Not to be outdone, our consensus Best Wrestling Show On TV Lucha Underground wrapped up its amazing first season with Ultima Lucha, a two-episode finale that I have no problem calling one of the best events of the year. ALL of the feuds were wrapped up and we got a lot of closure as well as some threads leading into season 2. The Alberto El Patron-Johnny Mundo match more than delivered. The Pentagon Jr. (easily one of the best characters in wrestling today) and Vampiro bout was a bloodbath with a very odd, yet satisfying ending and Prince Puma (aka Ricochet aka the best high flyer on Earth right now) and Mil Muertes had a great main event match for the title. Tom, did you like Ultima Lucha? How do you feel about how they wrapped it all up?

Tom: Ultima Lucha was just a lovely thing to behold. We don’t yet know if Lucha Underground is coming back. A second season hasn’t been confirmed yet, and while everyone seems to agree that it’ll probably be back next year, the producers still need to lock down a whole lot of outside funding. So if this turns out to be the last we see of Lucha Underground—if it’s a brief and glorious anomaly—Ultima Lucha was a fitting goodbye.

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One of the great things about Lucha Underground is the way it actually pays off the stories that it takes the time to set up. So Prince Puma, the ridiculously gifted high flyer who held the championship since the championship was first announced, finally lost it. It only made sense to lose it to one guy, and he lost it to that guy: Mil Muertes, the show’s brawny embodiment of death, has been its most insanely overpowered figure ever since he came back from losing that beautiful and insane Grave Consequences match to Fénix. And those two guys spent the better part of a half hour throwing everything at each other. It wasn’t the best match of Lucha Underground’s year, but it was up there.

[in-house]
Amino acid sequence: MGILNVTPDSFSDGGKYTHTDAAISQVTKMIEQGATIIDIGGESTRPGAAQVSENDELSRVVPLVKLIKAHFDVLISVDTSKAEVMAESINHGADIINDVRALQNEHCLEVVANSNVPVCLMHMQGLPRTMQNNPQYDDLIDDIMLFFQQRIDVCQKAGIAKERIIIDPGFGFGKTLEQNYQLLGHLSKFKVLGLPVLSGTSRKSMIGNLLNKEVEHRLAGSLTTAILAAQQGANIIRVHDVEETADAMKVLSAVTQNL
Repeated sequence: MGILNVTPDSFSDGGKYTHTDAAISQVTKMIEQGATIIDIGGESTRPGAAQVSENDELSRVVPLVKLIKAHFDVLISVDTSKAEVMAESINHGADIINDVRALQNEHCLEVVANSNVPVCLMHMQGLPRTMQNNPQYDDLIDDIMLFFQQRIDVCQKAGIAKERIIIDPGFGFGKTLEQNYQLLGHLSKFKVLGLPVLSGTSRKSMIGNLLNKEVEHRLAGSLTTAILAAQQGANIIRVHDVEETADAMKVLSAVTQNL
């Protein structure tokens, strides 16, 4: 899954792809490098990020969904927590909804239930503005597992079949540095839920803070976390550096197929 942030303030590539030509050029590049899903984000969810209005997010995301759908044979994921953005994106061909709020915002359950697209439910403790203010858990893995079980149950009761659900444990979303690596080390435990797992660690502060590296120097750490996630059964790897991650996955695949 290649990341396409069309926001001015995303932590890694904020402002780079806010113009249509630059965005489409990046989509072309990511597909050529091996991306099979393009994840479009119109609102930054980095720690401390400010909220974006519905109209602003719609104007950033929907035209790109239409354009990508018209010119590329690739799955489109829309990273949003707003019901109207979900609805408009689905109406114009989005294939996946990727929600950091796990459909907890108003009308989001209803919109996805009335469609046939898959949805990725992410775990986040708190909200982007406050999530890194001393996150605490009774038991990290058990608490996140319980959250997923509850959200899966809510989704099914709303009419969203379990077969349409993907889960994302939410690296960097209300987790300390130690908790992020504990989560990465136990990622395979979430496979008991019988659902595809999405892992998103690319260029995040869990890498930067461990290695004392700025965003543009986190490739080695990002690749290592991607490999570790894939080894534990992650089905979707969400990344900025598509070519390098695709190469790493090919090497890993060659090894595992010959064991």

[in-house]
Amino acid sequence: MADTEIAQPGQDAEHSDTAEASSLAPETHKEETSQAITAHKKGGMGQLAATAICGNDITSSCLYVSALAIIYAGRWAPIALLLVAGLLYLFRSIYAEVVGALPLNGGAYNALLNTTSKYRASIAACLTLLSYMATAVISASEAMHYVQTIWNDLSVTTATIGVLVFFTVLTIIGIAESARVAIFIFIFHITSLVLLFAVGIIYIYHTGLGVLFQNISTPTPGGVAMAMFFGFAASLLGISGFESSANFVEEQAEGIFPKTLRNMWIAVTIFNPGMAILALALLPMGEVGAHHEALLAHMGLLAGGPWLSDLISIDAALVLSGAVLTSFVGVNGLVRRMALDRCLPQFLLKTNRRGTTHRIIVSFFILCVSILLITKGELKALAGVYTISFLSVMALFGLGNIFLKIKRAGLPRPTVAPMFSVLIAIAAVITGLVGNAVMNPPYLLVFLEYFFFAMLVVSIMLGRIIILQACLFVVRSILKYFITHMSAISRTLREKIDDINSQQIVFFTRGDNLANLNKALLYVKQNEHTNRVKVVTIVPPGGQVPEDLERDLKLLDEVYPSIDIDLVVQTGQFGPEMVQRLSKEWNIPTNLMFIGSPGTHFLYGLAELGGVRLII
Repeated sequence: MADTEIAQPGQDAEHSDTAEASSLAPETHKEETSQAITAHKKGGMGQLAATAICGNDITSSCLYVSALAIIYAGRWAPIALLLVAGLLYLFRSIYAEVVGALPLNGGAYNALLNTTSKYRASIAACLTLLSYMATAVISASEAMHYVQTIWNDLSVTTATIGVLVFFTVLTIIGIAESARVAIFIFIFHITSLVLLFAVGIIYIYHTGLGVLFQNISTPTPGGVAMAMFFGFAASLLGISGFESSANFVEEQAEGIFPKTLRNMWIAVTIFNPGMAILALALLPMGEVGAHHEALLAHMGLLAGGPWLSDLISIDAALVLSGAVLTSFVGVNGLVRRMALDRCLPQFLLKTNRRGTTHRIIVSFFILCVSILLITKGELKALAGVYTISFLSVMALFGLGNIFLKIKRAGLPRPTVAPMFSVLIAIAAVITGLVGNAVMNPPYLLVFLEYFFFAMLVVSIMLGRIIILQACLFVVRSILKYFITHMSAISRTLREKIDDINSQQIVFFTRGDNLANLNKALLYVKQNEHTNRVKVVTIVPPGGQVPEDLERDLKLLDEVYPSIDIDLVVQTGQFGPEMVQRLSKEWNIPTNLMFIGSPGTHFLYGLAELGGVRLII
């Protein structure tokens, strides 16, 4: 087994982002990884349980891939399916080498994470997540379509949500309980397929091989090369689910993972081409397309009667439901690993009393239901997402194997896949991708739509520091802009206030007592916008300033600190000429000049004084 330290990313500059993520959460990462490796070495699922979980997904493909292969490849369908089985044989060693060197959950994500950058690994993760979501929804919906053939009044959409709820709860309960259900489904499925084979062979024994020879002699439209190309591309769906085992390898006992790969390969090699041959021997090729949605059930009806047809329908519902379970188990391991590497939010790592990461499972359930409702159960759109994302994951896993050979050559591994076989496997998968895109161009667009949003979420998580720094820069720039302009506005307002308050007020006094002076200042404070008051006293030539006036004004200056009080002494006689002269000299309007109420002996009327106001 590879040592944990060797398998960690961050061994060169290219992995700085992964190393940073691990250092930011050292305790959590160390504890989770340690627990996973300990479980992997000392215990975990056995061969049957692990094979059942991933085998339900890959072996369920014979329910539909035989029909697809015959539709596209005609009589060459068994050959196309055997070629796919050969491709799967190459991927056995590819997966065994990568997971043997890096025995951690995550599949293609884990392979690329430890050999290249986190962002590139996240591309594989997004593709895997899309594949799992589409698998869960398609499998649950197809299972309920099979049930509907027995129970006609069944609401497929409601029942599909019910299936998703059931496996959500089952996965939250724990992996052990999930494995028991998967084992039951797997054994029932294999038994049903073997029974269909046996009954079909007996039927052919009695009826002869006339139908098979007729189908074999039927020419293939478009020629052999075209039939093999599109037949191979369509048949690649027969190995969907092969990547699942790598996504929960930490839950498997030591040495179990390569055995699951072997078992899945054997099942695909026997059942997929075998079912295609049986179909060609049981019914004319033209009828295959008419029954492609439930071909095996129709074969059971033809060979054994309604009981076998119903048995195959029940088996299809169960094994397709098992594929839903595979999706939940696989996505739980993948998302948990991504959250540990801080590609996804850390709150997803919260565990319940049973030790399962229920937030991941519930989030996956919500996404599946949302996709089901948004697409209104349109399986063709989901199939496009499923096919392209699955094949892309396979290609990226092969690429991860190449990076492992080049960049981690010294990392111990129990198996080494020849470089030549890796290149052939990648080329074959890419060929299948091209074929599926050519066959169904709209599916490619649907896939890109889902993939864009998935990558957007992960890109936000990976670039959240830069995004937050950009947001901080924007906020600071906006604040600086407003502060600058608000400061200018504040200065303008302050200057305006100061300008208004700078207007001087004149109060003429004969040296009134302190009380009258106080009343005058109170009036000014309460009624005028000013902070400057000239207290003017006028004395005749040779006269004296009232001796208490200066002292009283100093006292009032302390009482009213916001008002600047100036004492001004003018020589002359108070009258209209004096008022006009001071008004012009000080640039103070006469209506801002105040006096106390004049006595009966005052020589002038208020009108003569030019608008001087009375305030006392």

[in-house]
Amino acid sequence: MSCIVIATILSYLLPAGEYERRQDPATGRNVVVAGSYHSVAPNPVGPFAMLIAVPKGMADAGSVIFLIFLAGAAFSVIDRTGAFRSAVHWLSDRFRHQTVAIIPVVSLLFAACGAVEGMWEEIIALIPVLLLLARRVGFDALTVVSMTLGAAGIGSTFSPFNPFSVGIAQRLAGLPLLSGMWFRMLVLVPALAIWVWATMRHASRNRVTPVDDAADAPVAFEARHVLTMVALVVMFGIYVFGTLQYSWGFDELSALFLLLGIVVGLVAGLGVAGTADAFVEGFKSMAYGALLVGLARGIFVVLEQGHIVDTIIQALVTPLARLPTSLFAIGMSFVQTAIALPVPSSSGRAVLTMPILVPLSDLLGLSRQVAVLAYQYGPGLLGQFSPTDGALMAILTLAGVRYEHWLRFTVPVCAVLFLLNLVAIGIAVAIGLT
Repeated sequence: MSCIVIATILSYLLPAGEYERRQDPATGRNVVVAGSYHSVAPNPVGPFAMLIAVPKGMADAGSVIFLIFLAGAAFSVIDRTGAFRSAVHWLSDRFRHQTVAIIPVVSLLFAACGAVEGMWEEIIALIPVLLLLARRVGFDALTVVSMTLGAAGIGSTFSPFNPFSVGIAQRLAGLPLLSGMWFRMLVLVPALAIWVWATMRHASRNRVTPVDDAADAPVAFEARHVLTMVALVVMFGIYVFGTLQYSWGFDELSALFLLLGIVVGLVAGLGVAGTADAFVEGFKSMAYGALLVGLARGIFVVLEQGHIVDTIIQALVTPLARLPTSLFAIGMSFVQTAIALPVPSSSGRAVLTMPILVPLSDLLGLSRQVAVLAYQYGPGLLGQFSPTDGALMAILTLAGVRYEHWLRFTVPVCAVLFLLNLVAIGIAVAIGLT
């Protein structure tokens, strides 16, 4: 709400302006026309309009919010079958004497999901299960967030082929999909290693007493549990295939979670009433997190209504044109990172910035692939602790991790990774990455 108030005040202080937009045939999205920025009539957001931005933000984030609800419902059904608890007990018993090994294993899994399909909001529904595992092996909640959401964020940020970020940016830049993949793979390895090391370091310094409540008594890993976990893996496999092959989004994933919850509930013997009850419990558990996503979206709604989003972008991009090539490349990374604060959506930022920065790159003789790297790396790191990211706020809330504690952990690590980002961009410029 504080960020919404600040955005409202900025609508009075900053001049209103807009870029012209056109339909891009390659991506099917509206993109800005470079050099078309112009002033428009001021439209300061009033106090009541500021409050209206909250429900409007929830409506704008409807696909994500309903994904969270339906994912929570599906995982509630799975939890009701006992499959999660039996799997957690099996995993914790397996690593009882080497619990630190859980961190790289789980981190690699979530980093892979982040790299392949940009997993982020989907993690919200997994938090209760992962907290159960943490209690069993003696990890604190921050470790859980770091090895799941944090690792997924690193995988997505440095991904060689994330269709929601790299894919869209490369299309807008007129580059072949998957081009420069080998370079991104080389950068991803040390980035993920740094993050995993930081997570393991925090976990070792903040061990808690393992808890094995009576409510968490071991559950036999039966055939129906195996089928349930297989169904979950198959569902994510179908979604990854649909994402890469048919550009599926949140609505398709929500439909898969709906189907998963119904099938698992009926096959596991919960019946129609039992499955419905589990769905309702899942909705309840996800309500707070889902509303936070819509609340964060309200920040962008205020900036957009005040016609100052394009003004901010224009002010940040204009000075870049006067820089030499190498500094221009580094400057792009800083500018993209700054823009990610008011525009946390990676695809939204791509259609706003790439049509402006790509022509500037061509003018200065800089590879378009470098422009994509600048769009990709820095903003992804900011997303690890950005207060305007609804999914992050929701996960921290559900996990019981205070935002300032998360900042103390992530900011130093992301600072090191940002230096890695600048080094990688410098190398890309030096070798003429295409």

Actually, though, it might not have even been the best match on the show. Vampiro and Pentagon Jr. managed to go full CZW while still keeping the show’s mythic and absurd sensibility intact. So Vampiro got to dress like a Satanic pope, and he and Pentagon got to bleed all over each other, smashing each other with chairs and thumbtacks and halogen light tubes. And when all that was over, they got to act out this dark-fantasy scenario, giving a truly satisfying payoff to a mystery that the show’s been building all year. And then there was the ending of the show: a Wire-style montage of so many of the show’s characters, major and minor, moving onto the next thing. I just hope there is a next thing.

Ultima Lucha might’ve been the biggest show of the past month, but there are bigger things on the horizon. This weekend, we’ve got the biggest NXT Takeover special yet: Kevin Owens and Finn Balor in a championship ladder match! Bayley finally getting a chance to win the women’s title! Jushin “Thunder” Liger in a WWE ring for the first time ever! It’s in a sold-out, full-sized arena, and it’s still just the opening act to SummerSlam, which looks like it could be great. What are you looking forward to the most about WWE’s big weekend?

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Ernest: To start, I’m looking forward to this weird new world where SummerSlam weekend garners as much hype as WrestleMania weekend usually does. Crazy, right? From WWE announcing the event would last four hours to the NXT Takeover event selling out a 13,000-person venue to Ring of Honor saying “Screw It!” and doing an event featuring wrestlers from New Japan...other than Liger, who’s wrestling for WWE that night...as Voltaire used to say, this weekend is going to be fuckin’ LIT.